Known also by the title Narrow Road to the North, Narrow Road to the Interior and Other Writings collates several travelogues and hundreds of Haiku written by the Japanese master Basho.
All translated works depend on the skills and abilities of their translators and on the choices they are forced to make in trying to recreate something in another language and culture. To that end I think Sam Hamill does a good job, or his tastes are more in line with mine i.e. three line haiku.
I have the paperback version of a similar work (the same travelogues) by Nobuyuki Yuasa that dates from the 1960’s and it presents the Haiku in four lines, this destroyed much of my enjoyment because they felt over explained to me – though the translations were perhaps more exact in their transmission of Basho’s ideas.
I of course, bring my own baggage to this book as both a reader and a Haiku poet having grown up in the West and been trained/ have learned, to write English Language Haiku.
In this collection you get:
- Narrow Road to the Interior
- Travelogue of Weather-Beaten Bones
- The Knapsack Notebook
- Sarashina Travelogue
Plus selected Haiku with their Romaji pronunciation.
Essentially you have poetic observations of travel, the people met on the journeyand hardships endured. The travelogues are not long by modern standards, some sketches can be sampled on their own with out missing too much and some can be downright funny:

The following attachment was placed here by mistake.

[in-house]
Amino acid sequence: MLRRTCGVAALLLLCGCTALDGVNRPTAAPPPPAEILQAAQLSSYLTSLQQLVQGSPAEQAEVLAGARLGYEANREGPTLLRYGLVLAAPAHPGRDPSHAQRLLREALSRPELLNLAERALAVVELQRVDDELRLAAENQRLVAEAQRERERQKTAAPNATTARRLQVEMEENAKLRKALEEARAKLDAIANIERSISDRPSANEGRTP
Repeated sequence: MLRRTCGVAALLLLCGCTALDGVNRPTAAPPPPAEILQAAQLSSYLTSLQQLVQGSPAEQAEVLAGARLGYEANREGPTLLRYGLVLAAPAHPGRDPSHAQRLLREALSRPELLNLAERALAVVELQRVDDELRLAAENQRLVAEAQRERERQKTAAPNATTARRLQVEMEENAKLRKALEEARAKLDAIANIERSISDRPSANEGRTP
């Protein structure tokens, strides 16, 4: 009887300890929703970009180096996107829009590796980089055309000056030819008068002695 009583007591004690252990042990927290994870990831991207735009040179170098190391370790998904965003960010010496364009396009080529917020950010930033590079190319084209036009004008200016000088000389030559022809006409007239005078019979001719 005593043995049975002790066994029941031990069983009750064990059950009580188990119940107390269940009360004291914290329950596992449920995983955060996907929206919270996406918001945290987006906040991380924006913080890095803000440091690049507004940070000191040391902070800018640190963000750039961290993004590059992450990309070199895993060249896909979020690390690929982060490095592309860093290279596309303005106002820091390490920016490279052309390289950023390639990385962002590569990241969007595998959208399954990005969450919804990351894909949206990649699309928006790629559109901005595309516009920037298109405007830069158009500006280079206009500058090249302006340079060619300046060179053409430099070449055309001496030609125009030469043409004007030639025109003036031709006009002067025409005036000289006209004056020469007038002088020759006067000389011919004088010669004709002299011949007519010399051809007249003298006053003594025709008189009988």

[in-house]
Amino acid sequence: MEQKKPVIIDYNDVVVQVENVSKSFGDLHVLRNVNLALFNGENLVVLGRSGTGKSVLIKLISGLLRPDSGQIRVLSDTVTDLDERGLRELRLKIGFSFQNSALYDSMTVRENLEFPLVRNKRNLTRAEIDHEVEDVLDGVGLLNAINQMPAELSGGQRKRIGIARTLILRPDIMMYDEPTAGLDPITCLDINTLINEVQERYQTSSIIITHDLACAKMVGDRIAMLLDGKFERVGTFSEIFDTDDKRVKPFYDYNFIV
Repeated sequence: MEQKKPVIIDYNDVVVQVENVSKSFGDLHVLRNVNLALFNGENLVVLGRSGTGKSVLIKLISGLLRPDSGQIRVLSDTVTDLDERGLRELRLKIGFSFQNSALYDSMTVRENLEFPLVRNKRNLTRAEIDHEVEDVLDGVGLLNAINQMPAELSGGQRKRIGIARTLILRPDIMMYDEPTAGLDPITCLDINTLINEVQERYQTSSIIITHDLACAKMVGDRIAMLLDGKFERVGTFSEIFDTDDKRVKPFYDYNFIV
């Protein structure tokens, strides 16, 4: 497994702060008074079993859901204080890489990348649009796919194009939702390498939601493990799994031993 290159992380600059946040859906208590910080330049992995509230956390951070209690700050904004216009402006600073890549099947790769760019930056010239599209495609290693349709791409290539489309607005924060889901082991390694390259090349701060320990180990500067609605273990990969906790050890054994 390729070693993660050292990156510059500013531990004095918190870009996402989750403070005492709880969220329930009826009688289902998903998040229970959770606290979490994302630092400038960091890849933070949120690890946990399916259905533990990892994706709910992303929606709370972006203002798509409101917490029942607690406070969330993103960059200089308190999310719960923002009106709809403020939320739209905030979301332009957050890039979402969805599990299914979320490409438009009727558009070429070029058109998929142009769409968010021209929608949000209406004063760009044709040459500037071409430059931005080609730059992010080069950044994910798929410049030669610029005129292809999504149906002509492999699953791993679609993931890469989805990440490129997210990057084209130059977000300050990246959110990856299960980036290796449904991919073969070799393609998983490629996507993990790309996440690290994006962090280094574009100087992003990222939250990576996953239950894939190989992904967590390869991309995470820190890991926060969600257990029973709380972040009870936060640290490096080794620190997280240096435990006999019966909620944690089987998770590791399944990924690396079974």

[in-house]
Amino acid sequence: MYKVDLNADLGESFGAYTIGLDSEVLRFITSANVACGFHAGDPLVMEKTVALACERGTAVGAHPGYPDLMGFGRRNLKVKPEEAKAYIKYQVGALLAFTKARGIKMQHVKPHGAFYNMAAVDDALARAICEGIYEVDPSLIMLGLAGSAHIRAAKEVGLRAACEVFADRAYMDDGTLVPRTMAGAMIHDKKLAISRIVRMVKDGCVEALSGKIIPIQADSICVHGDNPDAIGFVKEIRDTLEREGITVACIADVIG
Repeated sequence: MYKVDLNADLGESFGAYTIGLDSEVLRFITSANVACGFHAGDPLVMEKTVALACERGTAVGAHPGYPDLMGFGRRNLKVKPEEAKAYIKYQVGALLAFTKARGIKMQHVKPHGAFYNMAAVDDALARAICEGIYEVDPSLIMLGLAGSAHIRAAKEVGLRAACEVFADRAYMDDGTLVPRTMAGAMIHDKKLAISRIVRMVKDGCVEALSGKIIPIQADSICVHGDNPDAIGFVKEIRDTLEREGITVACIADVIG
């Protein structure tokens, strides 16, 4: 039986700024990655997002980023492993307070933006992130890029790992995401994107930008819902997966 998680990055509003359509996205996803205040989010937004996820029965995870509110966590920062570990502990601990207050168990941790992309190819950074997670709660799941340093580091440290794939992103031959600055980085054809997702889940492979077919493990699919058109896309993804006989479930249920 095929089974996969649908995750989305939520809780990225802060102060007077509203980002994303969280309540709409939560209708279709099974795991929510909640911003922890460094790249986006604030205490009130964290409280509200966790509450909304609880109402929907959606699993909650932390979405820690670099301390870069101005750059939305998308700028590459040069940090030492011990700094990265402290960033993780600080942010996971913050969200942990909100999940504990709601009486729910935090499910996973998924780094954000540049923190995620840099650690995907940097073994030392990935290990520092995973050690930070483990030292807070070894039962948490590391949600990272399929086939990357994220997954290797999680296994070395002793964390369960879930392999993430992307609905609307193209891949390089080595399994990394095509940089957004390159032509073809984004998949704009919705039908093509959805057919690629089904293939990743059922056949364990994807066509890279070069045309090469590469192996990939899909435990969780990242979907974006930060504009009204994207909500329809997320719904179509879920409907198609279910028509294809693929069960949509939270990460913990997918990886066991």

The road through the Nambu Plain visible in the distance, we stayed the night in Iwate, then trudged on past Cape Oguro and Mizu Island, both along the river. Beyond Narugo Hot Springs, we crossed Shitomae Barrier and entered Dewa Province. Almost no one comes this way, and the barrier guards were suspicious, slow, and thorough. Delayed, we climbed a steep mountain in falling dark, and took refuge in a guard shack. A heavy storm pounded the shack with wind and rain for three miserable days.
Eaten alive by
lice and fleas—now the horse
beside my pillow pees
from Narrow Road to the Interior
Now the Haiku above rhymes(which can unbalance a Haiku in English), which is a choice of this translator. The Romaji is nomi shirami / uma no bari suru /makuramoto so perhaps Hamill was trying to match the internal rhyming of the original. Thankfully the rhyme is spare in most of the other translations.
What I enjoyed most about the collection was understanding the context that some of his poems were written in. I find when reading even great poems of the Japanese masters they can come across a little flat and underwhelming because we don’t have the basic cultural backgrounding that most Japanese would have.
They say the ancient poet Sōgi nearly starved to death in the high village of Hinaga. I hired a horse to help me over Walking-stick Pass. Unfamiliar with horses and tack, both saddle and rider took a tumble.
If I’d walked Walking-
stick Pass, I’d not have fallen
from my horse
from The Knapsack Notebook
Even though time and technology, country and culture separate us I found connection with these observations. The collection is a must for those wanting to attempt there own collection of Haibun and for anyone who studies Japanese form poetry in English. For the general reader the prose observations might hold more interest or lead to an appreciation of the Haiku contained.